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For our bodies we have gyms, and for our minds we have...brain fitness apps

Mark Sullivan | Jan. 14, 2014
Interest in "the quantified self" and a growing body of clinical research seem to point toward a bright future for brain fitness tech.

Admit it. You've had a few senior moments. Struggling to remember a key fact that would have served as a cup of shut-the-hell-up for your egghead brother-in-law. Straining to remember the name of that guy from the New York office. Leaving your phone in a cab in San Francisco.

Actually this kind of stuff happens to people of all ages, and it can be caused by poor mental fitness. But of course, there's an app for that.

The first thing experts tell you about brain fitness tech is that the mind needs a workout to stay sharp and feel good, just as the body does. That sounded "truthy" to me, but I wanted to know whether a real scientific rationale exists to back up the claim.

Your brain really does need a workout
The answer is yes. The exercises in brain fitness apps like BrainHQ and Lumosity produce real physical and bioelectrical changes in the brain, says Dr. Argye Hillis, director of cerebrovascular neurology at Johns Hopkins Hospital. She explained it to me this way:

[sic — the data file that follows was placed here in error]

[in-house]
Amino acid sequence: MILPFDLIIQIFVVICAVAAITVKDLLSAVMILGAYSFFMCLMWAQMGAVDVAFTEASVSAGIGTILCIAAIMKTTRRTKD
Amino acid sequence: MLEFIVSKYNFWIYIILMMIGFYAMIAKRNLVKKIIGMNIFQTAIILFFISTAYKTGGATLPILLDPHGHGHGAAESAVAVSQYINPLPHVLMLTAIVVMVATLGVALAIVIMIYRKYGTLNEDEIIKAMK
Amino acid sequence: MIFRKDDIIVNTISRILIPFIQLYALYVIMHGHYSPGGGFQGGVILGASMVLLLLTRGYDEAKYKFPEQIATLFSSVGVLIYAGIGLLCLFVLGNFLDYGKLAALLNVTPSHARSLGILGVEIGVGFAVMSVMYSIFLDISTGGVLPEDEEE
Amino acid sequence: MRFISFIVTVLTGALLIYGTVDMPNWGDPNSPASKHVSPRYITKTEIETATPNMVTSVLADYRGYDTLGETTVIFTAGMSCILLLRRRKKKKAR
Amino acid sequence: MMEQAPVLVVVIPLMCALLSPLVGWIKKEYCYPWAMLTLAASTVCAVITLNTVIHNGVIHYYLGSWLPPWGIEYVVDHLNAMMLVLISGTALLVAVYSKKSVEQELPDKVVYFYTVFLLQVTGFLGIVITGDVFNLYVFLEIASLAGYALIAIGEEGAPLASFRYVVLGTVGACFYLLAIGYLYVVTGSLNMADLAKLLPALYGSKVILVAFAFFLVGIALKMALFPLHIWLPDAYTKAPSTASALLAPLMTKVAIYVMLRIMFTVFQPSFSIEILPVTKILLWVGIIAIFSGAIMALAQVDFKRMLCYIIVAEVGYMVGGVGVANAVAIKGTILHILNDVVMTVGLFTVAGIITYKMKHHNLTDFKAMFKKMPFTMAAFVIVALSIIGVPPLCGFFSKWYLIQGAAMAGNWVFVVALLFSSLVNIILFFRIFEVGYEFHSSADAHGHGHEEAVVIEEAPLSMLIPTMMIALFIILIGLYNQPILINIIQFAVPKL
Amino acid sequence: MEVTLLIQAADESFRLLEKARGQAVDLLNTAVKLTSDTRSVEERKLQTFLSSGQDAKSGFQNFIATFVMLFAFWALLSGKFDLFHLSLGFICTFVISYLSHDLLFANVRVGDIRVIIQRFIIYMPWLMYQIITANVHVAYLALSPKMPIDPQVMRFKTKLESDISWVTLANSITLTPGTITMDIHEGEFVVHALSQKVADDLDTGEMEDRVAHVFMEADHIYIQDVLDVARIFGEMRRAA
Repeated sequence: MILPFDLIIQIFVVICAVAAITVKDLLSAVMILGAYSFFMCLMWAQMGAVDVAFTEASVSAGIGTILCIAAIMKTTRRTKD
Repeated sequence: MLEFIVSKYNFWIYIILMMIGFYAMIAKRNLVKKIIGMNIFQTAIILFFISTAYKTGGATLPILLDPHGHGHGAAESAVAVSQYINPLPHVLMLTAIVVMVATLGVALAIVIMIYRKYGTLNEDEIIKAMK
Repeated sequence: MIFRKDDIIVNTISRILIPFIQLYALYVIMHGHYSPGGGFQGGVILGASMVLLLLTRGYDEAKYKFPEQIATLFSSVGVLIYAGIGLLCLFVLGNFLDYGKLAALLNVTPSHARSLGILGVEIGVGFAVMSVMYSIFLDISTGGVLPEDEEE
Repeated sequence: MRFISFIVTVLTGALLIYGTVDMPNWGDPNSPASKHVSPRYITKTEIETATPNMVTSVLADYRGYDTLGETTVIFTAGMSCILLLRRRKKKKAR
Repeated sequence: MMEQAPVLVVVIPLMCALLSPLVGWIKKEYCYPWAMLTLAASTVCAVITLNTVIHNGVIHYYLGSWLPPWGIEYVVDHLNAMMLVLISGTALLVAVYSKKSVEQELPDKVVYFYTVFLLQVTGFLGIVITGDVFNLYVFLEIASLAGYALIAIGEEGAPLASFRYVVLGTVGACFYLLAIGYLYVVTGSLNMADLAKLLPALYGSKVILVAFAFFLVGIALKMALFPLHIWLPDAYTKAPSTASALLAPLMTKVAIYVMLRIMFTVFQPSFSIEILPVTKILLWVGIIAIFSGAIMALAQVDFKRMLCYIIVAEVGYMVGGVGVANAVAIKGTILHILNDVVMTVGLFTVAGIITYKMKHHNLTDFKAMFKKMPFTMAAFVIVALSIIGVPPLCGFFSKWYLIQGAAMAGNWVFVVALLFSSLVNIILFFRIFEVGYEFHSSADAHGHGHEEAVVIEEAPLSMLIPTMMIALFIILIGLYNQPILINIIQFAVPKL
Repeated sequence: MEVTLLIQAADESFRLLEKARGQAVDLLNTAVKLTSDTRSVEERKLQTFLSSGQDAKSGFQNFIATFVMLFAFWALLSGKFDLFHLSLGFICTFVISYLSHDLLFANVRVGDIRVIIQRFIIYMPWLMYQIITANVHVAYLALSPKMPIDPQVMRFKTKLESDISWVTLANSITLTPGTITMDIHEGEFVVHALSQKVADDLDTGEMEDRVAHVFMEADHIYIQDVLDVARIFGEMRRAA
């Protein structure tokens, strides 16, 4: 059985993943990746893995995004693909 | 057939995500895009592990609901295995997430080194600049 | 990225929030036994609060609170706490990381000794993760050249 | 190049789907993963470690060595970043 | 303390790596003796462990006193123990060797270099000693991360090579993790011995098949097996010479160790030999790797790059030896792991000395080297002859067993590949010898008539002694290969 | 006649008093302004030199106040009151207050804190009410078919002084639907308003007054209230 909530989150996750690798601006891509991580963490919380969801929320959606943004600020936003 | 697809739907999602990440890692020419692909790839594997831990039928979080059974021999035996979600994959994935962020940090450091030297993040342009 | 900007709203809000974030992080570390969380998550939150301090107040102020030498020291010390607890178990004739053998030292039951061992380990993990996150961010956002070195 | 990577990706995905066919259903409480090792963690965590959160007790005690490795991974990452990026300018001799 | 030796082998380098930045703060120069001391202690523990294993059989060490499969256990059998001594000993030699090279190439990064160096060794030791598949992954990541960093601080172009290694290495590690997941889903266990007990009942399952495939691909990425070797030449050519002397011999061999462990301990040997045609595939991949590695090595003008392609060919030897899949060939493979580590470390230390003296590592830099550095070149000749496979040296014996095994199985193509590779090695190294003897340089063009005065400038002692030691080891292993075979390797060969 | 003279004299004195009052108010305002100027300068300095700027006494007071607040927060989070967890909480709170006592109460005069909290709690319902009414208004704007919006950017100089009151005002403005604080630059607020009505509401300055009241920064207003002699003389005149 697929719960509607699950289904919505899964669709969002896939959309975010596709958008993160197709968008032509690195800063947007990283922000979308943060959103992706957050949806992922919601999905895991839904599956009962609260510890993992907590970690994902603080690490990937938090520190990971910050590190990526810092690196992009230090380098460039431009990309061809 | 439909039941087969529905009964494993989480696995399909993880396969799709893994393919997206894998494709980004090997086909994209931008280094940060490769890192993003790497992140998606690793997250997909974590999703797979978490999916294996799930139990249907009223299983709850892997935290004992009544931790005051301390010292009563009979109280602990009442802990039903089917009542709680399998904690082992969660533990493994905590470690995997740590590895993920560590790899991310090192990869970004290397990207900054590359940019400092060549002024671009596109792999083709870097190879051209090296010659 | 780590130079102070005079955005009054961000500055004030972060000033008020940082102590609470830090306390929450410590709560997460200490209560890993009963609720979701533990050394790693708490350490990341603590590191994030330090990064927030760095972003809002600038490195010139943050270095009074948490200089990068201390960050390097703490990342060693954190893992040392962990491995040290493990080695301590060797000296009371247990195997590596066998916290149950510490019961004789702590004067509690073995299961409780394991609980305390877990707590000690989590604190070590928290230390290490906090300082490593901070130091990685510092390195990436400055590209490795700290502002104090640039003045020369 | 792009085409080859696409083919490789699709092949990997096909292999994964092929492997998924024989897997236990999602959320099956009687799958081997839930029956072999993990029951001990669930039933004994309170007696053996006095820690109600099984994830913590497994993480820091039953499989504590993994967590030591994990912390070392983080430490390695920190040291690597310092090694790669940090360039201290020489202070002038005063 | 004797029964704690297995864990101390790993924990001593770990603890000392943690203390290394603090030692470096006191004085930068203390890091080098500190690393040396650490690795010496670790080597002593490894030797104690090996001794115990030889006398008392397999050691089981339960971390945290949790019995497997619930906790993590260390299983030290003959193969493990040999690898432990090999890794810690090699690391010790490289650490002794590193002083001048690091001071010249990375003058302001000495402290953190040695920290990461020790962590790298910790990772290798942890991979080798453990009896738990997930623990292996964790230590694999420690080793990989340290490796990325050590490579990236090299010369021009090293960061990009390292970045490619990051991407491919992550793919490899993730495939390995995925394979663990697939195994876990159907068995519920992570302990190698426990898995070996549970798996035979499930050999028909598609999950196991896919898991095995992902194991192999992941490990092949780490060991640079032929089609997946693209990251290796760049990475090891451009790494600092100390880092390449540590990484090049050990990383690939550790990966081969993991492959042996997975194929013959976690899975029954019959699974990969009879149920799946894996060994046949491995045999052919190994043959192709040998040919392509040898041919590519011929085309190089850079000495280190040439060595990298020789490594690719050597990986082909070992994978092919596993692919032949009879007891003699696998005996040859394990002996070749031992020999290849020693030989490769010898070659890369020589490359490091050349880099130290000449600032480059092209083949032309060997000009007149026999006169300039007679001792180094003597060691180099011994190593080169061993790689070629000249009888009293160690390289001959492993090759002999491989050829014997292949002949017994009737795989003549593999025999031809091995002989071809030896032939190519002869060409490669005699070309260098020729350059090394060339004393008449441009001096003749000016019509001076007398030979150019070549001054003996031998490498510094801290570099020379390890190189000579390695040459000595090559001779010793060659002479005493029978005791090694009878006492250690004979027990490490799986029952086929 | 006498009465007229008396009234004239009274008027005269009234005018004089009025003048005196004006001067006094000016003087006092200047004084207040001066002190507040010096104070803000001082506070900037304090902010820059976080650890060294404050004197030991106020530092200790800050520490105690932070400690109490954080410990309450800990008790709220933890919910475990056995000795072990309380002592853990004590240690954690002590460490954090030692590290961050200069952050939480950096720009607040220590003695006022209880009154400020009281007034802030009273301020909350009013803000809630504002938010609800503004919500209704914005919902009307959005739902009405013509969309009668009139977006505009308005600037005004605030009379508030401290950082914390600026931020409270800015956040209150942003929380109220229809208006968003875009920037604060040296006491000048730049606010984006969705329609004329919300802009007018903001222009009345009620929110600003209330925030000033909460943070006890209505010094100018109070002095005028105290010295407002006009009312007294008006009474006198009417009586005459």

"The brain is remarkably plastic. It's capable of making new connections and becoming better and better at older ones. As humans, we continue to learn as we grow older. We learn by changing the strengths of the connections between various neurons in the brain. When we learn new things, we are forcing one neuron to activate with another one. The more often we do that, the less energy it takes to make that connection."

Of the brain fitness software I've been playing with, mobile apps like Brain Age and A Clockwork Brain offer a small set of exercises — often a gamified memory or focus exercise — while subscription-based sites like Lumosity and BrainHQ offer a wide array of exercises that focus on different sets of neural pathways in the brain.

These apps and sites usually offer some combination of problem-solving, short-term memory, quick decision-making, cognition, attention, and multitasking games. Some of them, like bLife, include touchy-feely kinds of tools that promote relaxation, positive thinking, and mental well-being.

So which are worth recommending? Since so many of the products are based on peer-reviewed studies of brain fitness tools, I don't doubt that numerous apps and sites are effective. I chose the ones that have been around the longest, enjoy the best reputations among users and experts, have the most science behind them, and offer the best designs.

Above all, good brain fitness tools should offer a careful mixture of real work and real play — the work to truly improve mental fitness, and the play to keep you coming back for more. Just as with physical workouts, the frequency of your workouts is as important as their intensity.

 

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